Asma Hanif recognized by both Dunkin’ Donuts and the Baltimore Ravens
Dunkin’ Donuts recognized chaplaincy graduate Asma Hanif as a 2014 Dunkin’ Donuts Greater Baltimore Region Community Hero for her service to the community as the Founder and Executive Director of Muslimat Al-Nisaa. She was also recognized by the Baltimore Ravens as one of their three outstanding community volunteers and given a 2014 Community Quarterback Award award. Funded by NFL Charities and the Ravens Foundation, Inc., the Community Quarterback Award recognizes individuals who exhibit leadership, dedication and commitment to bettering their local communities.
The Ravens issues this press release: Since its inception in 1987, Muslimat Al-Nisaa continues to offer a holistic approach to serving marginalized communities of Baltimore. Its mission is to provide health, education, shelter and other social services to the underserved population in general, and to Muslim women and children in particular. The organization is based on the principle that every woman, man and child has a right to receive quality care regardless of race, creed or socio-economic status. As a result of her work as an advanced nurse practitioner, Hanif witnessed religious discrimination while treating sexual assault and domestic violence cases in the female Muslim population of Baltimore. In 2007, she began opening her home to help these women and their children. Her home has been converted into a shelter and has grown over the past seven years to include job training and educational programs for shelter residents, feeding the homeless on the streets through their “Chili Bowl Sunday” program, as well as providing free physicals to those individuals wishing to participate in the Special Olympics. For her continued dedication, Hanif was invited to be a panelist on and is still a current member of the Governor of Maryland’s Domestic Violence Community Initiative. In January, she was invited to speak at the United States Attorney Office’s “Protecting Our Diversity” forum on violence and hate crimes.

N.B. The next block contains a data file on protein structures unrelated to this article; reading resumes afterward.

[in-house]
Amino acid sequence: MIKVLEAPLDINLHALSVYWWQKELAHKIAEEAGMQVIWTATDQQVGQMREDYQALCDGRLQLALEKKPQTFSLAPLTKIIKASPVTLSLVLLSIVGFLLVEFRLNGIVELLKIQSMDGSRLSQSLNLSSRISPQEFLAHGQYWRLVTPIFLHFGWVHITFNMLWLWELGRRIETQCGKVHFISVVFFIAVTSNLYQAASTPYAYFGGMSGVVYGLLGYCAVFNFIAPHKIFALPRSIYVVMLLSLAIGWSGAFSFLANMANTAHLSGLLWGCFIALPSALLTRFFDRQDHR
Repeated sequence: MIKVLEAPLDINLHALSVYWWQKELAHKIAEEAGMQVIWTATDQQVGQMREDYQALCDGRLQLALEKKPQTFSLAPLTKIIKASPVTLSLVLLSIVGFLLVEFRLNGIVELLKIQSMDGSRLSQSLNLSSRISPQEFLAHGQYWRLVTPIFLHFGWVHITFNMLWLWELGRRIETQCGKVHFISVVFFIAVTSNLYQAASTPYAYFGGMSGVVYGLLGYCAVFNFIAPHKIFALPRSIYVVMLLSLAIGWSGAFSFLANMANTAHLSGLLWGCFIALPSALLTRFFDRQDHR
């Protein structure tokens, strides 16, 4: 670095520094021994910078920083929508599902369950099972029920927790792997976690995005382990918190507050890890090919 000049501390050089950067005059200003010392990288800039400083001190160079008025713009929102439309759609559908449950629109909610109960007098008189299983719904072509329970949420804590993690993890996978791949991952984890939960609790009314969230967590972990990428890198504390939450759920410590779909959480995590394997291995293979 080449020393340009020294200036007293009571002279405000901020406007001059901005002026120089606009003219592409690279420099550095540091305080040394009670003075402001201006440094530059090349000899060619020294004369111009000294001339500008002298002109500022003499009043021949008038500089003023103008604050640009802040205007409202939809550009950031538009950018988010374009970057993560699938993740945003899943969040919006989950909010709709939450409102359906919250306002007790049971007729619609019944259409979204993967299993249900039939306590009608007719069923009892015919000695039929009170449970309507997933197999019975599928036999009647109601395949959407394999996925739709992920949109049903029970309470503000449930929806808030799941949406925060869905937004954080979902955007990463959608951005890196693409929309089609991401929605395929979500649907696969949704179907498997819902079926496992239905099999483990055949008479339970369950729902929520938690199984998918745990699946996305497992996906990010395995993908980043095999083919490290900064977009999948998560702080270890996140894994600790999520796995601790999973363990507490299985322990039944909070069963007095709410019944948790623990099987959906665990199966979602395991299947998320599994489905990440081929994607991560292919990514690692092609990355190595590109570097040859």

New Alum Memoir Recounts Ministries of Social Justice and Service
More than a quarter-century ago, the Rev. Dr. Robert L. Polk, ‘55 was honored by his fellow graduates as the Distinguished Alumnus of Hartford Seminary for 1988. Originally from the south side of Chicago, Dr. Polk’s first pastoral call was to be the minister of a rural congregation in North Dakota, an African American leading an all-white congregation. It was the first of many deliberate steps in a ministry committed to civil and human rights. He served as Youth Program Secretary at the YMCA in Minot, North Dakota, Minister to Youth at Riverside Church in New York City, Dean of the Chapel and Acting Dean of Students at Dillard University, and, from 1969-76, Minister of Urban Affairs, again at Riverside Church. Over the years, Dr. Polk continued to be an influential figure in many social justice efforts in the U.S., including early action to combat the HIV-AIDS crisis, meeting heads of state and Pope John Paul II.
The story of Dr. Polk’s fascinating and faithful life is now told in his recently published memoir, “Crossing Barriers and Building Bridges,” a copy of which he presented to the Seminary’s Library. Included in the narrative are descriptions of the social and academic life at the Hartford Seminary of the 1950s, when four schools comprised the “Foundation.” While formal dinners in jacket and tie with linen tablecloths and napkins and silver flatware are long gone, the diversity and richness of the students’ faithfulness and backgrounds remain 60 years later.